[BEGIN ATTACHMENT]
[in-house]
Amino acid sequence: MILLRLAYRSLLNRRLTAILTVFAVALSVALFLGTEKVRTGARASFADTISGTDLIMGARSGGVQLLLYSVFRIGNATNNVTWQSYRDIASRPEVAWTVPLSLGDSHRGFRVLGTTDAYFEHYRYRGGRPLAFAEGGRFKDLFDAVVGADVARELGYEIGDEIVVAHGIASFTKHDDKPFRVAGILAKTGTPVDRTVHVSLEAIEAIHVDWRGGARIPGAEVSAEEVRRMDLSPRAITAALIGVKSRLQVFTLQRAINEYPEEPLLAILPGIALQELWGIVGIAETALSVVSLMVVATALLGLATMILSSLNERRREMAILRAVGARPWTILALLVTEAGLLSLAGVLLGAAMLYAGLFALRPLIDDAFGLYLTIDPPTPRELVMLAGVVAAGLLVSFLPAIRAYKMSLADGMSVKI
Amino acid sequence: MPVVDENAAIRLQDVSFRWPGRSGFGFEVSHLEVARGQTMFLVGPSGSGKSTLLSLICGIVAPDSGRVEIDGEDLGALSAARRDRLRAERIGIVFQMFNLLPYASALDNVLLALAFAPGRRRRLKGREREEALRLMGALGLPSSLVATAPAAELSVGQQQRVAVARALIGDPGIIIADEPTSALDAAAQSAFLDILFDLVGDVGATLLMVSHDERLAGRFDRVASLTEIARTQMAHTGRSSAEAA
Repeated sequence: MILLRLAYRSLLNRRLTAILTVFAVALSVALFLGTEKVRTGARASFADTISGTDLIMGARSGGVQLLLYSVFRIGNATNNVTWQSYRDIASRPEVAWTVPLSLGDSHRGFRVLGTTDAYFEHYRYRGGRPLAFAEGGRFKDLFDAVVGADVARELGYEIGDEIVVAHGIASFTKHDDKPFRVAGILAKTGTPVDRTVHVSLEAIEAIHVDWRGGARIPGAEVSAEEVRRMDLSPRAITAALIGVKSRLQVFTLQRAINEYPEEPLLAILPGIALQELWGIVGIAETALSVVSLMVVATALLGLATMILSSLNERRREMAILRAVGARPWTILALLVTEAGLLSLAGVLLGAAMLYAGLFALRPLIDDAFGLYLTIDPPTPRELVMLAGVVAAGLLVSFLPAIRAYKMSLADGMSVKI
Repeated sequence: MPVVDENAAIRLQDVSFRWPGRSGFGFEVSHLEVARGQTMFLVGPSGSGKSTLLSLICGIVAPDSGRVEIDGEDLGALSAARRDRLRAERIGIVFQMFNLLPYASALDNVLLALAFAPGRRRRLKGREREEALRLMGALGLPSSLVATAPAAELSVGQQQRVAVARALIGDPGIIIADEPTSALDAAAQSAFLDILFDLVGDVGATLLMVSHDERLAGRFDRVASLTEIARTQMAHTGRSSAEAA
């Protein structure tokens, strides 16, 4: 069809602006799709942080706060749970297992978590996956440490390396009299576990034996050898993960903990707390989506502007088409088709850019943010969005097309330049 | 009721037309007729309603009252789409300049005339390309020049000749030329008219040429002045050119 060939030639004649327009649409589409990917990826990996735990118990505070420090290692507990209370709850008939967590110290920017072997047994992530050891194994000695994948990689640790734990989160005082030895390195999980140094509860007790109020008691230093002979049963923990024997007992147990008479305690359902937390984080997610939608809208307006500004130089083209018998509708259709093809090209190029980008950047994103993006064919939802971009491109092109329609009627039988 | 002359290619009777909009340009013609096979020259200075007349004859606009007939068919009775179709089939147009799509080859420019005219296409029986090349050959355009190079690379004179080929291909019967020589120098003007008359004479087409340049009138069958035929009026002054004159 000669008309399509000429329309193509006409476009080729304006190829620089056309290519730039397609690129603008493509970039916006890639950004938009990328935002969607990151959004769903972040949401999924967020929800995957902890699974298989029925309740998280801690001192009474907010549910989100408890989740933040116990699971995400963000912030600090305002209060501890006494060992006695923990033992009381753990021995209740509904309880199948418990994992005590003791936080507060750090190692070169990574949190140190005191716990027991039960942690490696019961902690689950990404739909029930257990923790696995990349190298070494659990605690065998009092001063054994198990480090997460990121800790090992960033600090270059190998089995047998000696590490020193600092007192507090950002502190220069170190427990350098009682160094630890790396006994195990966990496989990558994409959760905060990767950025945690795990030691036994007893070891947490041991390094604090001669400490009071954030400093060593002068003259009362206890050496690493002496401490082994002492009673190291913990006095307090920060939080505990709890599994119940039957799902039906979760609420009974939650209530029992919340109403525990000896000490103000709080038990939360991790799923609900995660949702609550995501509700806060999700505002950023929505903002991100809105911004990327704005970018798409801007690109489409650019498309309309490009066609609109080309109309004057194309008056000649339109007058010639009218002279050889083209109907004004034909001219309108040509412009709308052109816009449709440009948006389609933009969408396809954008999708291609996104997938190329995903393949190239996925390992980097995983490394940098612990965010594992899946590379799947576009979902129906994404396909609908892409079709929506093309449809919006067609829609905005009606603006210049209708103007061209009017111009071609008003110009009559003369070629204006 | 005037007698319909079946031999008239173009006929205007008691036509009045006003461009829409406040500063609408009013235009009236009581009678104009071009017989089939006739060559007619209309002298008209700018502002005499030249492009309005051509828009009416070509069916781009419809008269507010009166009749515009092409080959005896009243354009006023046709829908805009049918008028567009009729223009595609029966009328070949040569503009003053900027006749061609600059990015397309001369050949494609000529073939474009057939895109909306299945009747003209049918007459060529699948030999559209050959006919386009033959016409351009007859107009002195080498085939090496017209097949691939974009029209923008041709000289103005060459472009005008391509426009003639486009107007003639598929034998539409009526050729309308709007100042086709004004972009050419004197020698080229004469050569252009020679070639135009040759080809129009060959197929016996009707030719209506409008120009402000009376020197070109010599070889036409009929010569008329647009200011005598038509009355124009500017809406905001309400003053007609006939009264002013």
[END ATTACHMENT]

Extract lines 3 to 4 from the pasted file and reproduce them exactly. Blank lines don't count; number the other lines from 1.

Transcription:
Amino acid sequence: MPVVDENAAIRLQDVSFRWPGRSGFGFEVSHLEVARGQTMFLVGPSGSGKSTLLSLICGIVAPDSGRVEIDGEDLGALSAARRDRLRAERIGIVFQMFNLLPYASALDNVLLALAFAPGRRRRLKGREREEALRLMGALGLPSSLVATAPAAELSVGQQQRVAVARALIGDPGIIIADEPTSALDAAAQSAFLDILFDLVGDVGATLLMVSHDERLAGRFDRVASLTEIARTQMAHTGRSSAEAA
Repeated sequence: MILLRLAYRSLLNRRLTAILTVFAVALSVALFLGTEKVRTGARASFADTISGTDLIMGARSGGVQLLLYSVFRIGNATNNVTWQSYRDIASRPEVAWTVPLSLGDSHRGFRVLGTTDAYFEHYRYRGGRPLAFAEGGRFKDLFDAVVGADVARELGYEIGDEIVVAHGIASFTKHDDKPFRVAGILAKTGTPVDRTVHVSLEAIEAIHVDWRGGARIPGAEVSAEEVRRMDLSPRAITAALIGVKSRLQVFTLQRAINEYPEEPLLAILPGIALQELWGIVGIAETALSVVSLMVVATALLGLATMILSSLNERRREMAILRAVGARPWTILALLVTEAGLLSLAGVLLGAAMLYAGLFALRPLIDDAFGLYLTIDPPTPRELVMLAGVVAAGLLVSFLPAIRAYKMSLADGMSVKI